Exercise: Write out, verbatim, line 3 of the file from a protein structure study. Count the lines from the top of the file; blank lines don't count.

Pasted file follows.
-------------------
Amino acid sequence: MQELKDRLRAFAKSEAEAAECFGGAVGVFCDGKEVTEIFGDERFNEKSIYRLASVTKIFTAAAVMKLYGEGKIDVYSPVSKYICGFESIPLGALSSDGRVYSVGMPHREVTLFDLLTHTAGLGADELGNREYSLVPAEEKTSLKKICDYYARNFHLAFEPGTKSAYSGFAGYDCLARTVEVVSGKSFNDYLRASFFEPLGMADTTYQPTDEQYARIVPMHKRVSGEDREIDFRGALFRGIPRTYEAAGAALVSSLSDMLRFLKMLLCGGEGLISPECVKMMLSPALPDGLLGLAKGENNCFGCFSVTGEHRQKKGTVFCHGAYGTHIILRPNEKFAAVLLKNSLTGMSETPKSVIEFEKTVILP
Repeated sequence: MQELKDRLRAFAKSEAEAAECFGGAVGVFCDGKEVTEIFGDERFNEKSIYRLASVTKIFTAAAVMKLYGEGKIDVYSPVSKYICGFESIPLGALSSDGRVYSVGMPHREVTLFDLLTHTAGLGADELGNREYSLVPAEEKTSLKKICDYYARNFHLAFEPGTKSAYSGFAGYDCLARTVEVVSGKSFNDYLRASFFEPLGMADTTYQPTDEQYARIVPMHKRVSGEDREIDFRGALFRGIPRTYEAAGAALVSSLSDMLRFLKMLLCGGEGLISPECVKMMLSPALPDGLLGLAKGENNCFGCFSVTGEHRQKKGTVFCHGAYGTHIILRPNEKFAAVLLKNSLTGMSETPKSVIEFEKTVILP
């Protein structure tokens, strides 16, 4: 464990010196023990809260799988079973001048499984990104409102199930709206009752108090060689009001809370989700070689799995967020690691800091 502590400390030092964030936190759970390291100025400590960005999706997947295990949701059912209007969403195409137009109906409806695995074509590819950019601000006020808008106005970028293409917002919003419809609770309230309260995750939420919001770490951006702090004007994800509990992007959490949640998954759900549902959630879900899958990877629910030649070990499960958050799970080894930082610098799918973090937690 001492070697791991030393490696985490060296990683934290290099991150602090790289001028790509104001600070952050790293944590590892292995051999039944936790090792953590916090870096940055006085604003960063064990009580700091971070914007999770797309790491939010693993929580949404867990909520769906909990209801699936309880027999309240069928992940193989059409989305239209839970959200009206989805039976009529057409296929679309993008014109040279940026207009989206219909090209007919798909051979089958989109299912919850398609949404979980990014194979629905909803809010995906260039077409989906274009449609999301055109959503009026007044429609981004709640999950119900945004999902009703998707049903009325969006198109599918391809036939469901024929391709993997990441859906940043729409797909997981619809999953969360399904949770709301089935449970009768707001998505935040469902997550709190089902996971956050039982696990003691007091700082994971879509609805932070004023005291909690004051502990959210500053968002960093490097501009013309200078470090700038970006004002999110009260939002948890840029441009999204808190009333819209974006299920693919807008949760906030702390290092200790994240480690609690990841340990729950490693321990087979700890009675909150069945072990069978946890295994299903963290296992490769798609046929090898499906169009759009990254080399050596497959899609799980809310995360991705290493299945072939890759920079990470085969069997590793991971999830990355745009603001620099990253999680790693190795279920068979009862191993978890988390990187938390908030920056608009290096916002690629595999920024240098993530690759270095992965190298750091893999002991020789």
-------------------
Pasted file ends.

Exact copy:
């Protein structure tokens, strides 16, 4: 464990010196023990809260799988079973001048499984990104409102199930709206009752108090060689009001809370989700070689799995967020690691800091 502590400390030092964030936190759970390291100025400590960005999706997947295990949701059912209007969403195409137009109906409806695995074509590819950019601000006020808008106005970028293409917002919003419809609770309230309260995750939420919001770490951006702090004007994800509990992007959490949640998954759900549902959630879900899958990877629910030649070990499960958050799970080894930082610098799918973090937690 001492070697791991030393490696985490060296990683934290290099991150602090790289001028790509104001600070952050790293944590590892292995051999039944936790090792953590916090870096940055006085604003960063064990009580700091971070914007999770797309790491939010693993929580949404867990909520769906909990209801699936309880027999309240069928992940193989059409989305239209839970959200009206989805039976009529057409296929679309993008014109040279940026207009989206219909090209007919798909051979089958989109299912919850398609949404979980990014194979629905909803809010995906260039077409989906274009449609999301055109959503009026007044429609981004709640999950119900945004999902009703998707049903009325969006198109599918391809036939469901024929391709993997990441859906940043729409797909997981619809999953969360399904949770709301089935449970009768707001998505935040469902997550709190089902996971956050039982696990003691007091700082994971879509609805932070004023005291909690004051502990959210500053968002960093490097501009013309200078470090700038970006004002999110009260939002948890840029441009999204808190009333819209974006299920693919807008949760906030702390290092200790994240480690609690990841340990729950490693321990087979700890009675909150069945072990069978946890295994299903963290296992490769798609046929090898499906169009759009990254080399050596497959899609799980809310995360991705290493299945072939890759920079990470085969069997590793991971999830990355745009603001620099990253999680790693190795279920068979009862191993978890988390990187938390908030920056608009290096916002690629595999920024240098993530690759270095992965190298750091893999002991020789």